• Sarah in Hitch begins the film wearing sharp pantsuits. As she falls for Hitch, we see her in dresses a lot more.
  • When retired from his job as a Mafiya hit man, John Wick wears simple but neat casual clothes; jeans, T-shirts, leather jackets, and the like. After he's beaten, robbed, and has his puppy killed by his old boss' thuggish son, Wick starts thinking he's back, and switches over to very stylish and expensive suits from then on.
  • In Legally Blonde after Elle resolves to become more serious, she wears black suits all the time in contrast to her previously colourful outfits. The change isn't apparent until after Callaghan makes a pass at her - and she walks into the courtroom wearing a bright pink suit (showing she's back to her old self).
  • Marvel Cinematic Universe: In Thor and The Avengers, Clint "Hawkeye" Barton exclusively wears black tactical military clothes that fall squarely under Movie Superheroes Wear Black. In the sequel, Avengers: Age of Ultron, he wears a more personalized trench coat with purple notes. There's a reason for this: Clint spends most of the first Avengers movie as a garden-variety S.H.I.E.L.D. operative, while the Avengers start out as a glorified S.H.I.E.L.D. task force; by the end of the movie, Clint has been wholeheartedly accepted as an Avenger, and the Avengers themselves have grown into True Companions. Clint's individualized dress is a sign that he's officially become part of the family.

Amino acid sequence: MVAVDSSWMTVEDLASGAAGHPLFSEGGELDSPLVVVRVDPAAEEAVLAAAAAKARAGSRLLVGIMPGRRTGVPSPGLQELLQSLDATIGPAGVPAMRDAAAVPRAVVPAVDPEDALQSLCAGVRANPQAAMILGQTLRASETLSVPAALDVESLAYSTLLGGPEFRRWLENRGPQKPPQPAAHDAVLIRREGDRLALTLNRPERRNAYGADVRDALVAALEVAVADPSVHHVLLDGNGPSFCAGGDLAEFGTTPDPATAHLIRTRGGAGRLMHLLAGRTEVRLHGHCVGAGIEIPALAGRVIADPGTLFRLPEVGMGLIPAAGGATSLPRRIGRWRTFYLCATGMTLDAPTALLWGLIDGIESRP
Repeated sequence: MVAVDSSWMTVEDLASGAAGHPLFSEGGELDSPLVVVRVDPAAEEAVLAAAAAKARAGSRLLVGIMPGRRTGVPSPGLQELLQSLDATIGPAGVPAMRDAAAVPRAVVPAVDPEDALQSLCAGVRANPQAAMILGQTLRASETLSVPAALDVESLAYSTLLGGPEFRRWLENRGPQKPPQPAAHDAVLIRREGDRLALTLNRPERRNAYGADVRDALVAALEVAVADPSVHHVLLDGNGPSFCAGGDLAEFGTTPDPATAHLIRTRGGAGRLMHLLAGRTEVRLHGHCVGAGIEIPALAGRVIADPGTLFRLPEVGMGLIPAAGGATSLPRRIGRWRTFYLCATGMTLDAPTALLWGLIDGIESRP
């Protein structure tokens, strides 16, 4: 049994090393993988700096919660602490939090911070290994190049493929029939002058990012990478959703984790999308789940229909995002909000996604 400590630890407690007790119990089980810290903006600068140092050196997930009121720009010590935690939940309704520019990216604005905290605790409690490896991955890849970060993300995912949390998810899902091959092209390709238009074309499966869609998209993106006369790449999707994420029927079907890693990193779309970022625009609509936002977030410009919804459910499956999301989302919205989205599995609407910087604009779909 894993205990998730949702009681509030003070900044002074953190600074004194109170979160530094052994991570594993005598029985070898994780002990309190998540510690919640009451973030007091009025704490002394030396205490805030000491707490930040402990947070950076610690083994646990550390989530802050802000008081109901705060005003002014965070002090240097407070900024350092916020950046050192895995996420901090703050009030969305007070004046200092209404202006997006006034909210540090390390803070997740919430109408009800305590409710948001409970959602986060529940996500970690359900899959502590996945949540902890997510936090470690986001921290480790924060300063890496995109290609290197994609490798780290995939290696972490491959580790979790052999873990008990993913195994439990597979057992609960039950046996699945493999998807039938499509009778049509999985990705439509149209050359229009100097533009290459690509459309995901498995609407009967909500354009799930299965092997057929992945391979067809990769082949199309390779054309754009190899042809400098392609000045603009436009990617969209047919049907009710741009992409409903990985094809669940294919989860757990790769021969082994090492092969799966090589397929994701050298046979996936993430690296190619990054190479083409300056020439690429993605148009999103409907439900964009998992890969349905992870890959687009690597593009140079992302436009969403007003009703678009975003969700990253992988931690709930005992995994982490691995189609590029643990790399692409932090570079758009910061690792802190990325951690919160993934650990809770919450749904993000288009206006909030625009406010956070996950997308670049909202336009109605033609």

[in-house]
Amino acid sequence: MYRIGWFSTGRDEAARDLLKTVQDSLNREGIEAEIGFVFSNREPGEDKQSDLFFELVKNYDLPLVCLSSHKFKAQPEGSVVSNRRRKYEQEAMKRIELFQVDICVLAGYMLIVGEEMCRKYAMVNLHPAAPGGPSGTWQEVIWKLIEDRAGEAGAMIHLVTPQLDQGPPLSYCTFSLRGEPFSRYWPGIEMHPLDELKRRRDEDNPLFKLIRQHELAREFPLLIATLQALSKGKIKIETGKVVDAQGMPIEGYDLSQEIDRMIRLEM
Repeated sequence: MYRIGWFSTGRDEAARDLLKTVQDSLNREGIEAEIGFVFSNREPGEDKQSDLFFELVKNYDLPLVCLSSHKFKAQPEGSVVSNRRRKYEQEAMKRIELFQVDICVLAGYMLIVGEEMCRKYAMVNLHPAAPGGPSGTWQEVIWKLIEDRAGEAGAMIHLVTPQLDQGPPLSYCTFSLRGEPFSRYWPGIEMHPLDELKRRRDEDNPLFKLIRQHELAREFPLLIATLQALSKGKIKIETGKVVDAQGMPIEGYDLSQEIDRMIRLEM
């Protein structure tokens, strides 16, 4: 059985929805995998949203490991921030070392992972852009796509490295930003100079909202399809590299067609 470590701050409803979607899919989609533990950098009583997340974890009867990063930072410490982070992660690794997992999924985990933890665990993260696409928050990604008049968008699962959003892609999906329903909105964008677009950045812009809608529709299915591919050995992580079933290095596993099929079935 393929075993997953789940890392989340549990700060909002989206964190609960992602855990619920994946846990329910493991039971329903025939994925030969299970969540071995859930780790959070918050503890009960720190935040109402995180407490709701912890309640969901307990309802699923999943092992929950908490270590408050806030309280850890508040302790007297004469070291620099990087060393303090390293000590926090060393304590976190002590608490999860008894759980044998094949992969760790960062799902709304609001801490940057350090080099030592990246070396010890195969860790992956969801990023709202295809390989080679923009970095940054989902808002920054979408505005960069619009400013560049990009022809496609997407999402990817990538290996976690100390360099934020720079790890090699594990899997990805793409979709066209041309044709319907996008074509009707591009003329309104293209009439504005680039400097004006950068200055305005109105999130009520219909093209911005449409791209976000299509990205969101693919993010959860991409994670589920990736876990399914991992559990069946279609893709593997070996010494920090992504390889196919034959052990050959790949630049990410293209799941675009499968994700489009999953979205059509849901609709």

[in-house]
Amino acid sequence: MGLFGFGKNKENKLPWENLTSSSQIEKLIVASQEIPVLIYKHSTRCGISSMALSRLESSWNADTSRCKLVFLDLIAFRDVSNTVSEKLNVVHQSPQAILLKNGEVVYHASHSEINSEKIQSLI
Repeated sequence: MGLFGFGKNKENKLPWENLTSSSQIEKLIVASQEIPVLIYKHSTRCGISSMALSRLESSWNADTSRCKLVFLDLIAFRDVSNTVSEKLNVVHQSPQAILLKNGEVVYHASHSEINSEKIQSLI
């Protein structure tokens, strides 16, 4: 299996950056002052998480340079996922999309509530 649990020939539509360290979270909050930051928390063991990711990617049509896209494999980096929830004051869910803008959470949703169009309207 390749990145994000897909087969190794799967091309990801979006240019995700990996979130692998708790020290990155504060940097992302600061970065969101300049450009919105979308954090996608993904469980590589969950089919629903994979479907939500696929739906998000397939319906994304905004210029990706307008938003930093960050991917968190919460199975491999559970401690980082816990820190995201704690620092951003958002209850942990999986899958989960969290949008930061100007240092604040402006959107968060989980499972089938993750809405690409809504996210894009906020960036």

• Mean Girls has Cady start off wearing t-shirts and jeans. As she's corrupted into 'girl world' she gets a makeover to wear the same clothes as the Plastics. In the end when she has undergone a Heel–Face Turn she's at a balance - casual clothes but femininely styled hair.